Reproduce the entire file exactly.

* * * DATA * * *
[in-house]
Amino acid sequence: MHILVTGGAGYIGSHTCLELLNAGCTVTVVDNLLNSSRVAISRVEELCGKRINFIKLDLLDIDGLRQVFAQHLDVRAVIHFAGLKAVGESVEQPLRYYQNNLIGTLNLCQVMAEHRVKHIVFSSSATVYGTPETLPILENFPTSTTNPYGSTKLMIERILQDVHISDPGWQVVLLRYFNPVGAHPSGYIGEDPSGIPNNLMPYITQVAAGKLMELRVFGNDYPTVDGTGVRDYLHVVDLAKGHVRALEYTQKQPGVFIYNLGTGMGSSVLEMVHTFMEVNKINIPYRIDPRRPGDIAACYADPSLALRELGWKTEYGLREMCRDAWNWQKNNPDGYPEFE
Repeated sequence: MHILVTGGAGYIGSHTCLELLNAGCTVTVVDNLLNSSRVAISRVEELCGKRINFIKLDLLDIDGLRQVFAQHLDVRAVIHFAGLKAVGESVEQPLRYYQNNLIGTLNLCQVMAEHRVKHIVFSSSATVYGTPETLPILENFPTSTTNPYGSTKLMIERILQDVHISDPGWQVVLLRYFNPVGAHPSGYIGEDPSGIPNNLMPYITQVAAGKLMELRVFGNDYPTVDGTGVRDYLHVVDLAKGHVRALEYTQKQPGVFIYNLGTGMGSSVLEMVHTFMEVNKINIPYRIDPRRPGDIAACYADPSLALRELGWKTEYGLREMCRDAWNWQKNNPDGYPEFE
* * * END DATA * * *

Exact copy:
[in-house]
Amino acid sequence: MHILVTGGAGYIGSHTCLELLNAGCTVTVVDNLLNSSRVAISRVEELCGKRINFIKLDLLDIDGLRQVFAQHLDVRAVIHFAGLKAVGESVEQPLRYYQNNLIGTLNLCQVMAEHRVKHIVFSSSATVYGTPETLPILENFPTSTTNPYGSTKLMIERILQDVHISDPGWQVVLLRYFNPVGAHPSGYIGEDPSGIPNNLMPYITQVAAGKLMELRVFGNDYPTVDGTGVRDYLHVVDLAKGHVRALEYTQKQPGVFIYNLGTGMGSSVLEMVHTFMEVNKINIPYRIDPRRPGDIAACYADPSLALRELGWKTEYGLREMCRDAWNWQKNNPDGYPEFE
Repeated sequence: MHILVTGGAGYIGSHTCLELLNAGCTVTVVDNLLNSSRVAISRVEELCGKRINFIKLDLLDIDGLRQVFAQHLDVRAVIHFAGLKAVGESVEQPLRYYQNNLIGTLNLCQVMAEHRVKHIVFSSSATVYGTPETLPILENFPTSTTNPYGSTKLMIERILQDVHISDPGWQVVLLRYFNPVGAHPSGYIGEDPSGIPNNLMPYITQVAAGKLMELRVFGNDYPTVDGTGVRDYLHVVDLAKGHVRALEYTQKQPGVFIYNLGTGMGSSVLEMVHTFMEVNKINIPYRIDPRRPGDIAACYADPSLALRELGWKTEYGLREMCRDAWNWQKNNPDGYPEFE